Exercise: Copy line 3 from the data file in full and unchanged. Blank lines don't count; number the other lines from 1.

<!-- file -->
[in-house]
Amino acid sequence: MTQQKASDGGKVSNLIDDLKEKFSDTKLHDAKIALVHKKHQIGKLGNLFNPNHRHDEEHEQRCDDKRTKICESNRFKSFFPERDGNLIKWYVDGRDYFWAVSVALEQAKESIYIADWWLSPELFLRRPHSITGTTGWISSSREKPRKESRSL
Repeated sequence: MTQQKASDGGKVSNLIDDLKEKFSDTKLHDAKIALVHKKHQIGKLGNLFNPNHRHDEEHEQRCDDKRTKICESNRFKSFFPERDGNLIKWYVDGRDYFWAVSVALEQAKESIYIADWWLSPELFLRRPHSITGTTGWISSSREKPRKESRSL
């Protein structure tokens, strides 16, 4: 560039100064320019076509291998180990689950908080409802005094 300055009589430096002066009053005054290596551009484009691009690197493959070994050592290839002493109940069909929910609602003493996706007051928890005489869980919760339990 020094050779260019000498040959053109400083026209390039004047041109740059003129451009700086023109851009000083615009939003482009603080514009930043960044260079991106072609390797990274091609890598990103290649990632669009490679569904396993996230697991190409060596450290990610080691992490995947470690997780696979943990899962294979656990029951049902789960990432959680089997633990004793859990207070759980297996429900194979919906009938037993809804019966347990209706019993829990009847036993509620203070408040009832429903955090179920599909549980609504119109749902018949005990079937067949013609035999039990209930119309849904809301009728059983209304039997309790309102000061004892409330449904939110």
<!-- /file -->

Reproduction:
Repeated sequence: MTQQKASDGGKVSNLIDDLKEKFSDTKLHDAKIALVHKKHQIGKLGNLFNPNHRHDEEHEQRCDDKRTKICESNRFKSFFPERDGNLIKWYVDGRDYFWAVSVALEQAKESIYIADWWLSPELFLRRPHSITGTTGWISSSREKPRKESRSL